It boggles my mind. I mean, on the surface this just feels like any old Friday, turning of the calendar page notwithstanding. But when this month draws to a close, our lives are going to be dramatically different than they are today. The office I’ve worked in for three years, the apartment I’ve lived in for four, the city I’ve called home since 1996 (!) – all will no longer be a part of my life. It doesn’t even feel like that’s possible, and yet, here we are. Barreling toward that moving date like a runaway locomotive. With broken brakes. Going downhill.

And actually, when July 1 rolls around, we’ll have been living in Rapid City for a week already. I won’t say it’ll feel like old hat by then – I’m sure the novelty will take a long time to wear off – but it won’t be a brand new new thing, either.

Three weeks, man. Three weeks.

This explains why we’ve been so damn productive lately. In the past week we have found a place to live, set up cable/internet and scheduled an installation appointment, Tara bought new tires for her vehicle, I changed the phone number I’ve had for 15 years, and we picked up a hand truck to assist with the move.

Panic is a great motivator, it would appear.

Part of the preparation included taking Sydney to the veterinarian. Our new apartment lease requires proof of current pet immunizations, and I realized that I had not taken my cat in to the vet clinic since I first adopted her. In 2007. Yes, I know that was 11 years ago. I feel badly about that, but at the same time, she is strictly an indoor cat and has never had so much as a single flea, let alone any health problems.

So I scheduled an appointment for yesterday morning and showed up promptly at 9:00. I apologized to the vet that I didn’t have any prior history on Sydney because I’d been lax in my cat dad duties, but there was no judgment on their parts. Instead, they raved over her. Called Sydney a “model patient” and said they wished every cat that came in was as chill as mine. You know, I’ve said many times over the years that Sydney is the best cat ever. I even use that hashtag on Instagram when posting pics of her. Y’all probably just assumed I’m biased, but everybody says that. Even those who profess not to like cats. Actually, the word they end up using is “cool.” And the staff at Hearthwood Dog & Cat Clinic were no exception. They commented on her great personality and even said that calicos are notoriously, umm, not-quite-so-nice. I’d always assumed they were quite docile based on Sydney, but I guess not!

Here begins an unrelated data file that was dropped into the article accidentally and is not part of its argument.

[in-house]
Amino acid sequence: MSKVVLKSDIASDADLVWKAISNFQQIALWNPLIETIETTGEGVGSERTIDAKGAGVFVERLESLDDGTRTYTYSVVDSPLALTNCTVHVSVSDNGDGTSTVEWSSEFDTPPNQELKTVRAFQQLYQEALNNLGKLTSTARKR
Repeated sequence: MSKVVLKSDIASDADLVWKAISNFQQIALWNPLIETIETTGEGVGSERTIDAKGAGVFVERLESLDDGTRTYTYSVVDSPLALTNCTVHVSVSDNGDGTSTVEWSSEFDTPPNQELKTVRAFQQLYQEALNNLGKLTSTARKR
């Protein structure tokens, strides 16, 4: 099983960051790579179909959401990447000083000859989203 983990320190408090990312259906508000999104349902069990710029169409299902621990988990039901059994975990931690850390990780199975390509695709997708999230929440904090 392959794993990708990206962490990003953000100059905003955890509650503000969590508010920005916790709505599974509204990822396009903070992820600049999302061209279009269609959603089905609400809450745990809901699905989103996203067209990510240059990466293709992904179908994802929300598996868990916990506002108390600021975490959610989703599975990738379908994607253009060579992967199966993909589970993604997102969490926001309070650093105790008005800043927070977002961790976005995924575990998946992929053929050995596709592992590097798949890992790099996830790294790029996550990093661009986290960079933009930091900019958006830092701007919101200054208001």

She was super nervous in there; her heart was racing at 210 bpm, but that is because she never, ever leaves the apartment. The car ride in a small plastic box, followed by a strange, brightly-lit room with a bunch of people poking and prodding her freaked her out, I’m sure. Fortunately, she got a perfectly clean bill of health. In fact, the vet could not believe that she’s 12 years old. She’s got good eyes, excellent teeth, a strong heart, a healthy coat, and is the perfect weight. The veterinarian kept telling me “good job!” as if I had something to do with my cat’s excellent genes, but hey – that more than made up for the bad job I did in not bringing her in for regular exams, so I’ll take the kudos. Sydney did not even flinch when they gave her shots for rabies and distemper; the vet said she was probably so hopped up on adrenaline she didn’t feel a thing.

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Sydney being a trooper.

And before we left, she gave me a small bottle of Gabapentin in 100 mg capsules. “This will help with the road trip,” she said. I wanted to make a joke about how it’s okay, I’ve got stronger stuff I’ll be snorting the night before, but then I realized the pills are for my cat. You can understand my confusion, though; Gabapentin is actually a human drug used to treat pain and control seizures. Turns out veterinarians use it as a mild sedative for cats, as it reduces fear and anxiety and causes them drowsiness. She suggested I try it out on Sydney in advance before dosing her up, but assuming she tolerates it without any problems the stuff should keep her nice and mellow for about 12 hours. I’m hoping she sleeps her way across Montana.

Tonight we’ve got a show at the Doug Fir Lounge. We’re going to see Damien Jurado, an indie singer/songwriter who is sort of a cross between Nick Drake, Neil Young, and Lou Reed. Weird that this will be our last concert in the PNW! Then on Saturday we’re driving to Cannon Beach to say goodbye to the ocean.

Audrey graduates in one week. Our farewell party at Shanahan’s is the next day. Wow – things are happening so fast now!

Countdown: 21 Days

This Here’s the Rubber Duck

We bought walkie-talkies on Amazon last week, and I have to admit, I’m pretty excited. More so than any self-respecting adult should be.

Good thing I have so little self-respect!